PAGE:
j They are little moons, arranged in
! concrete circles. Individually tliey
* ?
i uiny oe no larger imaa ujcuuis.
i there Is. no particular size that a monn
! must have before it is en titled to be
: called a 1110021. It is only necessary
that it shall revolve regularly as a
satellite around its master planet.
Our moon is comparatively a large
body, largo enough for a respectable
planet ir" it were independent of the
earth. Jupiter, and Saturn, too. for
that matter, has moons still largei
than ours. Mars, on the other hand,
has only two very small moons. Sc
size is 110 criterion of "moonship.
The larger uioons of Saturn revolve
around it at a greater distance tliuD
that of the rings. The latter are relatively
close to the planet, and in that
fact we have a clew to their originthat
is to say, their nearness to th?
planet explains why they are so sinaii
and so numerous. It can be proved
that our big moon would be broken in
to numberless fragments if it revolved
within about 11,000 miles of the earth's
surface. Then we, too. should have
rings of little moons about us in place
of the single large moon that travels
alone its monthly round.
I11 Saturn's crowd of moons things
happen that are characteristic of nli
crowds. They pull and haul one an
other, though perhaps always keeping
at arm's length. They vacillate and
lurch and waver to and fro. They collect
into jams, though probably without
much actual touching or clashing
together, and the crowd grows thinner
in some places, while thicker in others.
Great waves of commotion run through
this vast moon horde as through a flock
of hurrying sheep.
And yet.'upon the whole, they are an
orderly assemblage. They never pause
In their onward movement along their
fixed path about Saturn. The vagaries
of individuals do not affect the general
forward movement any more than the
dropping out and in of stragglers or the |
staggering- of unsteady marchers stays
the advance of an army. It is the
steady, onward sweep of a great company
governed by n single compelling
principle of action. Iii many respects
it is the strangest tiling in the whole
visible universe. Nobody would ever
have dreamed of the existence of such
a thing if telescopes had not revealed ir
Narrow, empty spaces divide this curious
host into three or four separate ;
Inasmuch as these billions of littb.
bodies are not separately visible from j
the earth, the question may naturally
be asked: "How do you know that tlie\
exist? How can you tell that the rings
of Saturn are not solid?"
There are two ways in which \vc
know and can tell. In the first place, the
law of gravitation assures us that solid
rings could not exist in such a situa
tion. I have mentioned before what
would happen to the earth's moon if it
came near enough to our globe to feel
the effects of the gigantic tidal forces
to which a close approach would subject
it. Mathematical calculation has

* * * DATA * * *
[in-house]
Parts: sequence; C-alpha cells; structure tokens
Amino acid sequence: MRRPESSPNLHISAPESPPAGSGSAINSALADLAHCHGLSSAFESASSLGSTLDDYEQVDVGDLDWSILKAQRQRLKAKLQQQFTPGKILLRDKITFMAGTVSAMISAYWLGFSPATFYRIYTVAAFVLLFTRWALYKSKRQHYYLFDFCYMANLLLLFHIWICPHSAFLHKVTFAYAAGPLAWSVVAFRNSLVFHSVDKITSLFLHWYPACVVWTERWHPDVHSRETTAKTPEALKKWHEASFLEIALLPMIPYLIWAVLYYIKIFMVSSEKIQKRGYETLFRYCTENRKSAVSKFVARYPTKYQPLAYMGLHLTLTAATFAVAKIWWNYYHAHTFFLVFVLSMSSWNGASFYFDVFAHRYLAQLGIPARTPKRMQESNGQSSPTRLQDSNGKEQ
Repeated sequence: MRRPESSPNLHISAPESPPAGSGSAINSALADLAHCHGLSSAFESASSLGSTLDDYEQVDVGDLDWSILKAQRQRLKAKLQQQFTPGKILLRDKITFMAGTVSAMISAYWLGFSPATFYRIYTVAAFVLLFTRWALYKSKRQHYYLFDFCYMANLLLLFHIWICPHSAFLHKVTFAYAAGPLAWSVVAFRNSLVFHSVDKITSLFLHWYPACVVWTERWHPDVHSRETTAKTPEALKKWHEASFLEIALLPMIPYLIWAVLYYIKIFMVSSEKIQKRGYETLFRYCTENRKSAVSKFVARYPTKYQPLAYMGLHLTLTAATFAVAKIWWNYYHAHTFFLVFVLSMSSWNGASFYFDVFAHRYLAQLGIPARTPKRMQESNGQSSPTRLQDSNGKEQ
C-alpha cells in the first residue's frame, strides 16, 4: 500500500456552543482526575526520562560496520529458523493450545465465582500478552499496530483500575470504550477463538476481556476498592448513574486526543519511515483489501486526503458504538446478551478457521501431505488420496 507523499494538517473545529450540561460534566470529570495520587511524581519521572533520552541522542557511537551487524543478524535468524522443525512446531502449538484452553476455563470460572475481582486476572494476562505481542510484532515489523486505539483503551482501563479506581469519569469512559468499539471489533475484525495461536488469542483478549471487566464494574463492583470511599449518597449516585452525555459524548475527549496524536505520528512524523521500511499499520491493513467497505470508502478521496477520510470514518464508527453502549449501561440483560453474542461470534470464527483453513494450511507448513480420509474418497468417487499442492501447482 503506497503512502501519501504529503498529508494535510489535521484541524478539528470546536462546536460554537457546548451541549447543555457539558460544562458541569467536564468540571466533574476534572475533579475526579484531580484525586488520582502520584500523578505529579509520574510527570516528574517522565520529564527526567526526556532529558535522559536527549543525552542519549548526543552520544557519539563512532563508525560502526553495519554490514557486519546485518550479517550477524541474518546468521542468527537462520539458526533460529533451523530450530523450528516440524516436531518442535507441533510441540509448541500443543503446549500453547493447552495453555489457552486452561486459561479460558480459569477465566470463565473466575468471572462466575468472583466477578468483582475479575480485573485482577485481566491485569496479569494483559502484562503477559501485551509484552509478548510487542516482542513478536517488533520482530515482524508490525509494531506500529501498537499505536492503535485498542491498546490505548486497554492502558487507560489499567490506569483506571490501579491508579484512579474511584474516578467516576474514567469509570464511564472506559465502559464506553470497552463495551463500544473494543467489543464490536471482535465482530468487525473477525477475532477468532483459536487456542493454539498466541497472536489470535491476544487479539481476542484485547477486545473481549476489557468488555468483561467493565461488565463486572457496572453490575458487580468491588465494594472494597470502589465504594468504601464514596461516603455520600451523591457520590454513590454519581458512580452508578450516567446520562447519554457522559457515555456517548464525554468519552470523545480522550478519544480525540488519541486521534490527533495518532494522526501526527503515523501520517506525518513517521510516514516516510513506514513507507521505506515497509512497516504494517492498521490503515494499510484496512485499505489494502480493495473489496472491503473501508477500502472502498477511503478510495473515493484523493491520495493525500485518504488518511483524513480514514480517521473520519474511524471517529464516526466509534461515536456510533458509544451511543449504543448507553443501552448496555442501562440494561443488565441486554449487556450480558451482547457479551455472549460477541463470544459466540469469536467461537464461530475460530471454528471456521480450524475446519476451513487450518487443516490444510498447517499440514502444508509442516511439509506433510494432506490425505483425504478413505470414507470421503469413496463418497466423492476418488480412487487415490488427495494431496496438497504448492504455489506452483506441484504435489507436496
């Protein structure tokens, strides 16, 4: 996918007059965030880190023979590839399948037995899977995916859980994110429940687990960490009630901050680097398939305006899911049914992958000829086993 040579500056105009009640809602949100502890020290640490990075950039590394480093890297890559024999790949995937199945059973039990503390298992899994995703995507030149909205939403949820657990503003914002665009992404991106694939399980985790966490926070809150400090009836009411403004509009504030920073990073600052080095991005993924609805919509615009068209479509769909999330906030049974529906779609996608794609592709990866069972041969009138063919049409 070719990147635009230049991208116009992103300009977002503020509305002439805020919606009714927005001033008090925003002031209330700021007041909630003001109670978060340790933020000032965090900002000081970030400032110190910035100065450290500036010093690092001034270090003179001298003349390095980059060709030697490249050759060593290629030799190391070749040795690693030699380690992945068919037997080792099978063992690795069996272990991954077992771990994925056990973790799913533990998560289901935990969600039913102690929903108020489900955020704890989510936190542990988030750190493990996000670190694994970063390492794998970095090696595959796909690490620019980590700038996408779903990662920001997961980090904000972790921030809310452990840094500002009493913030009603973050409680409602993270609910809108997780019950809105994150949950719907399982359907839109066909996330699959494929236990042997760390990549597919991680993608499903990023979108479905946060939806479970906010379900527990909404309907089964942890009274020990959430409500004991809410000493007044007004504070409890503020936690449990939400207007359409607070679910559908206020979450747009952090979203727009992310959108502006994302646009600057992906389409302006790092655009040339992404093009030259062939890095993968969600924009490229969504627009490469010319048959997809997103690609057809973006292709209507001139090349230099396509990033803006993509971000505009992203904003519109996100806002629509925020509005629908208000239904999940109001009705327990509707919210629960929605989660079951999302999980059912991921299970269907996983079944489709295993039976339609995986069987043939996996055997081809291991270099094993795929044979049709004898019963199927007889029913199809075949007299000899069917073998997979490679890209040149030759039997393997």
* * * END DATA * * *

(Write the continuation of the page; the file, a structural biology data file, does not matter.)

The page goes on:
proved that Saturn's rings could not
even be liquid bodies without being
broken up into numberless separate
In the second place, tbe spectroscope
lias S110WI1 IIiaL tut; riliys ua\i:i .uuuuvi
Saturn witli a speed that gradually increases
from their outer to their inner
edges. How the spectroscope is able
to give us this information is one of the
most surprising stories in astronomy,
but it would take too much space to
tell it now. All that we need to say
here is that the spectroscope shows unmistakably
that the rings of Saturn
move in sucli a way as only a multitude
of separate, independent bodies. ;
traveling side by side in the same direction,
could move. The nearer they
are to Saturn the faster they go. and
accordingly If one could stand on the
surface of Saturn and look up at tlacircles
of moons over his head he would
pee the nearer ones racing past their
j next outer neighbors and those in turn j
| outstripping their more distant com 1
oanions, and so on to the outermost lim- j
j its of the wonderful system.
Truly, the heavens are more full o?
j novelties than the brain of a dreamer. J
?Garrett P. Serviss in Detroit Free
Gon.slp nntl Work Cornt>inc<l.
' Tt-. ruiilinnines the natives do
i their own washing in a way peculiar
i to the country. Once a week the wo- j
men gather at the riversides with the J
week's wash, and while they pound
die clothes with a flat wooden club on |
a stone they discuss every question or'
the day, from politics to village gossip, j
This is one of the events of the week
that lighten the labors of the Filipino
housewife, wherein she combines prof- I
{table work with pleasure. Unlike the
women of most ot her countries, the one j
subject they do not discuss is dress.
Head the WestJ Virginian. It has
the latest news. )
author, scholar, lecturer
Author cf -The C.~.r.'nt Pezzer cf Yes- j
terday and the f\evz Psychology of
To-Day." "Soul Forces and Mental j
Pezzer's," Etc.
He is famous throughout Europe ami j
America for his many marvelous reve- | i
lations anil inspired lectures, vzhich
have astonished the foremost scientists j
arid deepest thinkers of the age. He
remains in your city to see the fulfillment
of his predictions, and offers a